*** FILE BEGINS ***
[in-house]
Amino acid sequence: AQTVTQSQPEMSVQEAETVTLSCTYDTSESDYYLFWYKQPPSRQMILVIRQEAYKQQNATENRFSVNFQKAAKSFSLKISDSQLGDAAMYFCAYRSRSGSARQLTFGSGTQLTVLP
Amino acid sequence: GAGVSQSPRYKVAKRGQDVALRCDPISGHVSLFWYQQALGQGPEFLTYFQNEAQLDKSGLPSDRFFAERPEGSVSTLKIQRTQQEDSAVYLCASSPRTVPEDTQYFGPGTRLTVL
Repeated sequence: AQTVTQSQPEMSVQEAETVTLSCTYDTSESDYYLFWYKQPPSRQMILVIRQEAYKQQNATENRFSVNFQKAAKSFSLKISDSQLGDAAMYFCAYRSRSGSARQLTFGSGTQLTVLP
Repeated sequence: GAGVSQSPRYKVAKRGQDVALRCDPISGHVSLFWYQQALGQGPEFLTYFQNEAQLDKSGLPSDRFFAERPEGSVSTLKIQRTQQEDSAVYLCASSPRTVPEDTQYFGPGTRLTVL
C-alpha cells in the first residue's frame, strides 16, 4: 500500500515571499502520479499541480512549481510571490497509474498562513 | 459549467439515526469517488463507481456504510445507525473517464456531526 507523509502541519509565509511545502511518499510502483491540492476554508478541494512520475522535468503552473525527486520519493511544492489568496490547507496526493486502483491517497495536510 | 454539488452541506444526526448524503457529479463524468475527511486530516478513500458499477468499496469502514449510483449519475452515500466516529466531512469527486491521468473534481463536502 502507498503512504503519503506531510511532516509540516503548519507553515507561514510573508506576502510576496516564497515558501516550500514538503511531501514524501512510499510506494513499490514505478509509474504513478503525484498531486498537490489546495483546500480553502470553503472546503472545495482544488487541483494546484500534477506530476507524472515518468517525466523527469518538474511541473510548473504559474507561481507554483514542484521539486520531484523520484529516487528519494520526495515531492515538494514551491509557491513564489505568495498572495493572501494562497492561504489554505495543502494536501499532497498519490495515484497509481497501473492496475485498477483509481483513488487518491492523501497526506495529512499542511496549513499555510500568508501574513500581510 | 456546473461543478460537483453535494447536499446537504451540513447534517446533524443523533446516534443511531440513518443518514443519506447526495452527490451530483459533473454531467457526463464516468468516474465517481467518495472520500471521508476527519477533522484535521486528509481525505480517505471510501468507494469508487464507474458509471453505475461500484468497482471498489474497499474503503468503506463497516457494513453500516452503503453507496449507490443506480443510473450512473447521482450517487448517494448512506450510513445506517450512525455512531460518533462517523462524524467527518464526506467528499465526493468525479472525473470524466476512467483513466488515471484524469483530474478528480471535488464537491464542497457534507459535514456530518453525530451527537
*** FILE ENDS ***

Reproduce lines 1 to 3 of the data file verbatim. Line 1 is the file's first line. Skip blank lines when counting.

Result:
[in-house]
Amino acid sequence: AQTVTQSQPEMSVQEAETVTLSCTYDTSESDYYLFWYKQPPSRQMILVIRQEAYKQQNATENRFSVNFQKAAKSFSLKISDSQLGDAAMYFCAYRSRSGSARQLTFGSGTQLTVLP
Amino acid sequence: GAGVSQSPRYKVAKRGQDVALRCDPISGHVSLFWYQQALGQGPEFLTYFQNEAQLDKSGLPSDRFFAERPEGSVSTLKIQRTQQEDSAVYLCASSPRTVPEDTQYFGPGTRLTVL